Helping Mothers Overcome Domestic Violence

The impact of domestic violence can be shattering to individuals, families, children and communities. To help mothers overcome violence, The Duke Endowment awarded grants to support a program that rebuilds self-esteem and strengthens positive parenting skills. This initiative is now closed.


For women in the United States between ages 15 and 44, domestic violence is the leading cause of injury. For their children, the impact can be equally devastating. While it is impossible to define exact numbers, researchers estimate that between 3 million and 10 million children are exposed to domestic violence in the country each year. Child abuse is 15 times more likely to occur in families where domestic violence is present.

The situation becomes even more complex for intimate partner violence victims who use violence against their batterers. In some cases, they are ordered by a court or child protective services to get help.


Multi-year grants from The Duke Endowment supported MOVE, a program in Wake County, North Carolina, that helps mothers overcome violence through education and empowerment. The grants helped launch the program and funded an evaluation by researchers at UNC Chapel Hill’s School of Social Work.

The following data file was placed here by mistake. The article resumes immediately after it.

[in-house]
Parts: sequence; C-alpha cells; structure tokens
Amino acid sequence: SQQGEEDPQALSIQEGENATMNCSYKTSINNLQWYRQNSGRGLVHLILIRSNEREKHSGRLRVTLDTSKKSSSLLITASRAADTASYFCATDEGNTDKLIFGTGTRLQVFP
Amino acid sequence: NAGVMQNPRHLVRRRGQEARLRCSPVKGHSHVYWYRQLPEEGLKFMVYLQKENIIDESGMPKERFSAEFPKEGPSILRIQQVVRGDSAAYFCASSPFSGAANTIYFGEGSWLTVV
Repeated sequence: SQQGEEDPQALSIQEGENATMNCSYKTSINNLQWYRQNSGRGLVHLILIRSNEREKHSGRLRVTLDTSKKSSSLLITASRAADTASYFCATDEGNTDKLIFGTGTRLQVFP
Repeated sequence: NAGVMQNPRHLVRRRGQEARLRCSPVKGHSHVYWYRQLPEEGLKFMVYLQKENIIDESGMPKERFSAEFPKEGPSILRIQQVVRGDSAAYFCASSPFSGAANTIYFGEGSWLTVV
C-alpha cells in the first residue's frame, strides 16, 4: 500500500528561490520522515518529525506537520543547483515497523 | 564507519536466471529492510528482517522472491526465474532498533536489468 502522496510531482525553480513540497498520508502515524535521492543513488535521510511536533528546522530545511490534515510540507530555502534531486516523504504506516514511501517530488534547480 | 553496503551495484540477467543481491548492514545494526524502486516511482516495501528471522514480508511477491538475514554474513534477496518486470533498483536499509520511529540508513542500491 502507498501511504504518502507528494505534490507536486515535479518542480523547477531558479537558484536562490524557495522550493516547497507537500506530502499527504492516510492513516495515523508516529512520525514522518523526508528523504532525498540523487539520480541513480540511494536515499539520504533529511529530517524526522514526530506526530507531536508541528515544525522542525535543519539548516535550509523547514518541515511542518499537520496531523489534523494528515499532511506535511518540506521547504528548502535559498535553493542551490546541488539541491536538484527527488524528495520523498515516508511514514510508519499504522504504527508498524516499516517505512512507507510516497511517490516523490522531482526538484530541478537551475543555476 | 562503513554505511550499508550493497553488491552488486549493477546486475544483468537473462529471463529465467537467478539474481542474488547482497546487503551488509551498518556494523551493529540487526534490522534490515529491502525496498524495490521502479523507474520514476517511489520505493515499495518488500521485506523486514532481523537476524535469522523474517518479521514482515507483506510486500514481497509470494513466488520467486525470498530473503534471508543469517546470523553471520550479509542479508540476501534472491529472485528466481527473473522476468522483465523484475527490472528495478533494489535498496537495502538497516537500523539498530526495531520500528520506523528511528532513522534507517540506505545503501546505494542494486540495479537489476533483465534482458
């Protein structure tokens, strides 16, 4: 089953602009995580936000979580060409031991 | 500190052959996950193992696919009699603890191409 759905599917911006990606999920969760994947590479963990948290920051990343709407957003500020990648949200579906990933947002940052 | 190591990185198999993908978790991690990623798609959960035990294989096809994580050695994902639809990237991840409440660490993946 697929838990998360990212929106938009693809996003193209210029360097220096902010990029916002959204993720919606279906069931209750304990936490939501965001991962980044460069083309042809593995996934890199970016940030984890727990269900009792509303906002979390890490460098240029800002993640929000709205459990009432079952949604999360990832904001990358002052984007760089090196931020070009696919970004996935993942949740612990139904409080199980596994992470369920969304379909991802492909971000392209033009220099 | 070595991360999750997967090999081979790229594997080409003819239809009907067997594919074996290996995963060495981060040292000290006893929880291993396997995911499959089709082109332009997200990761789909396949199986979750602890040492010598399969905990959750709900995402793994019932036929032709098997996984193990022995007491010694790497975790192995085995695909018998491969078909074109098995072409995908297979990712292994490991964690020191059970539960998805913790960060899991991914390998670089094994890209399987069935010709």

MOVE began as a program of SAFEchild, a Raleigh nonprofit focused on child safety and abuse prevention, and InterAct, a nonprofit that provides safety and support to victims of domestic violence and sexual assault. Staff at both agencies realized that mothers arrested for fighting back have complex needs that aren’t addressed through traditional services.


Area of Work

  • Prevention and early intervention for at-risk children

Program Area

  • Child & Family Well-Being

Grantmaking Status

This program ran from 2007 to 2014

Areas of Work

  • Prevention and early intervention for at-risk children

    To equip children and families with skills to ensure that children reach developmental milestones to lead successful lives.

  • Out-of-home care for youth

    To drive child welfare systems toward greater accountability for child well-being.

  • Quality and safety of health care

    Improving the quality and safety of health care delivery

  • Access to health care

    Improving health by increasing access to comprehensive care

  • Prevention

    Expanding programs to promote health and prevent disease

  • Academic excellence

    Enhancing academic excellence through program and campus development

  • Educational access and success

    Increasing educational access and supporting a learning environment that promotes achievement

  • Campus and community engagement

    Promoting a culture of service, collaboration and engagement among schools and communities

  • Rural church development

    Building the infrastructure and capacity of United Methodist churches to enhance ministry and mission

  • Clergy leadership

    Strengthening United Methodist churches by improving the quality and effectiveness of church leadership

  • Congregational outreach

    Engaging United Methodist congregations in programs that serve their communities